- ... with either the French or English (both is fine, too :) to the following songs. ... I recommend three excellent resources for Cajun music and lyrics. YouMessage 1 of 4 , Sep 10, 2001View Source--- In cajunzydecodance@y..., "DAVID REEVES" <bubba808@w...> wrote:
> I am the new guy here, and I am wondering if anyone can supply mewith either the French or English (both is fine, too :) to the
> La Valse Des Chere BebesI recommend three excellent resources for Cajun music and lyrics. You
> La Valse Du Malchanceaux
> J'ai Passe Devant Ta Porte
> Valse Criminelle
> Valse De Kaplan
> La Valse A Deux Temps
will find all of these songs using these sources. Two are books and
one is a website. The advantage of the two books is that they provide
the lyrics in Cajun-French along with the English translation. The
website provides lyrics in Cajun-French but does not give the English
translation. The two books are:
1. Yé Yaille Chère-Traditional Cajun Dance Music
by Raymond E. Francois.
This book is one of the most comprehensive collections of authentic
Cajun sheet music and lyrics from southwest Louisiana. Sheet music
also contains turns, chord changes as well as cross-references to
other songs, and reminiscences by Cajun musicians with extensive
notes. Truly the "Encyclopedia of Cajun Music". A unique treasury of
words and sheet music to 247 traditional and original Cajun songs.
Available online at Floyd's Record Shop:
2. Cajun Music: A Reflection of A People. Volume 1. By Ann Allen
Includes: 106 Cajun and Zydeco songs in Cajun and Creole French,
accompanied with simple phonetics for English speakers, and English
Cajun instrument instructions, How to Play Cajun
Fiddle, Accordion, Guitar, Guitar chords, etc. And
much more - interviews in French to demonstrate the Cajun language,
discographies, lists of how and where to find Cajun records.
Available online from Savoy Music Center (locate and click on
the "Cajun Books" link at the bottom of the homepage:
A third recomendation is a website titled, "QUELQUES CHANSONS CAJUNS"
(Lyrics are in Cajun French; no English translation.)
Hope this helps,
"Si on s'aide un à l'autre, on va tous aller plus loin."
If we help one another, we will all go further
Richard LeBoeuf, "La chemise bleue"
Gary C. Huggins
- ... CAJUNS ... I heartily agree with Gary s reccomendations. I would like to add a small note on the QUELQUES CHANSONS CAJUNS website. I found the site aMessage 2 of 4 , Sep 11, 2001View Source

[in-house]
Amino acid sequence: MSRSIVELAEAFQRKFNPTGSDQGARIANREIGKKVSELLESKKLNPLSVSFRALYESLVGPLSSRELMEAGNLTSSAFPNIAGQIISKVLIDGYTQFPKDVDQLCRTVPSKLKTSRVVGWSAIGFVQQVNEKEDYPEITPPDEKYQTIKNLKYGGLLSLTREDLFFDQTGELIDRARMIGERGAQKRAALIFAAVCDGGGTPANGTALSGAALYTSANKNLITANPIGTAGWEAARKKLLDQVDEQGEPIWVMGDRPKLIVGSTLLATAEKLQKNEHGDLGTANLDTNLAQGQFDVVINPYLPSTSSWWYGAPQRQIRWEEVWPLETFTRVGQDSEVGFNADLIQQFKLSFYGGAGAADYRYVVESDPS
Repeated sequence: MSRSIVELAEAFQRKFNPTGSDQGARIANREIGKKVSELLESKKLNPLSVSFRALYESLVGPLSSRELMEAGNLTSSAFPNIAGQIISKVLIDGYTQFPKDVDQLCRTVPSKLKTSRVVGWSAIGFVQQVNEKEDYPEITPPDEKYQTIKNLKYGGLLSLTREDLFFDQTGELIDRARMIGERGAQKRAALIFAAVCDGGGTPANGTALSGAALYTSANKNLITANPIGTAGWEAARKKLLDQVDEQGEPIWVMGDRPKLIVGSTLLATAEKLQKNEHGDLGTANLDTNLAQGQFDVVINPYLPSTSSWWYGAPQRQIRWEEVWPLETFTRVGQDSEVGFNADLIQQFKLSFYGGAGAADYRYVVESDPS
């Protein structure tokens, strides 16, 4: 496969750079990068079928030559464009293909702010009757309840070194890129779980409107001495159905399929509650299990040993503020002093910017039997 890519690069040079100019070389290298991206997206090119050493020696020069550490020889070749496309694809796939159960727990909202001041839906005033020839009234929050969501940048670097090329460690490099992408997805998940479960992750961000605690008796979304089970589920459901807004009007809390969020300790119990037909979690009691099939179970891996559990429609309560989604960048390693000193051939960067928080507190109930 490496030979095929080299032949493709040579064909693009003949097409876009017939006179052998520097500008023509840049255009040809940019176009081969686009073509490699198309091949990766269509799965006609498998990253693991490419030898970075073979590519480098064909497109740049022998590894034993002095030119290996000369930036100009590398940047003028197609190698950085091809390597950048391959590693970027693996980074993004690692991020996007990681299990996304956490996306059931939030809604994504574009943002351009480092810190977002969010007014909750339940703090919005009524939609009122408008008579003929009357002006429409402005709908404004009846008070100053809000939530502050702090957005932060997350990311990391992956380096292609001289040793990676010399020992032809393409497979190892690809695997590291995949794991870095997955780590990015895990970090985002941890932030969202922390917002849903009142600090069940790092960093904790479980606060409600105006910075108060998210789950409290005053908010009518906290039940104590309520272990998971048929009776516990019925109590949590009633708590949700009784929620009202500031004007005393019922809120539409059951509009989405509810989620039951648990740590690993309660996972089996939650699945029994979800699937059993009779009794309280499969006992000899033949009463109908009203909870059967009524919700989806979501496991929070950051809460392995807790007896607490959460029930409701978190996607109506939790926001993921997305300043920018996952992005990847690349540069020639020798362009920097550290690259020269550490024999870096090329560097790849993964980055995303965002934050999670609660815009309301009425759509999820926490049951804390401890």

> A third recomendation is a website titled, "QUELQUES CHANSONS
> (Lyrics are in Cajun French; no English translation.)I heartily agree with Gary's reccomendations.
I would like to add a small note on the "QUELQUES CHANSONS CAJUNS"
website. I found the site a while back and noticed that some of the
songs have been "translated" from Cajun dialect to Standard French.
There are small, but important differences - things that Cajuns would
be unlikely to say. One example is the use of the standard French
construct "etre en train de ..." where Cajun would use "etre apres
I would take the website as a starting point, but listen to
recordings to get the "real" lyrics.
The site does have a disclaimer that mentions this fact. It says
something along the lines of "I excuse myself by advance near the
purists, they are francized sometimes a little." (WARNING: this is a
computer generated translation. The original French is "Je m'excuse
par avance auprès des puristes, elles sont quelquefois un peu
- Here are a couple of items. Please don t crush me with political stuff - I m just passing this on and asking one question. 1) Someone asked sent me thisMessage 3 of 4 , Sep 19, 2001View SourceHere are a couple of items. Please don't crush me
with political stuff - I'm just passing this on and
asking one question.
1) Someone asked sent me this question-
In the Cajun village at the party in the above film, can you tell me
what the song was called, who was the band that played and sang it. I
refer to the main song that was being danced to.
Anyone have any ideas? Please don't tell what a bad movie it
is - I know.
2) I was sent this a while back. I'm passing it on
to those who might be interested:
From: "Jamie Manders & James Riopelle" <jamie_manders@...> | Block Address | Add to
The Humane Societies of Louisiana are pleased to announce the internet release of our classic
Cajun-American song about a boy and his pet rooster--Chante Pas, Petit Rouge!
The song, its words (in Cajun French and English), and a poem written to accompany the song can be
downloaded free from our website:
While there, please consider obtaining contact information for your US Representative and Senators
and asking for their support for 2 anti-cruelty bills currently before the U.S. Congress.
James Riopelle, MD
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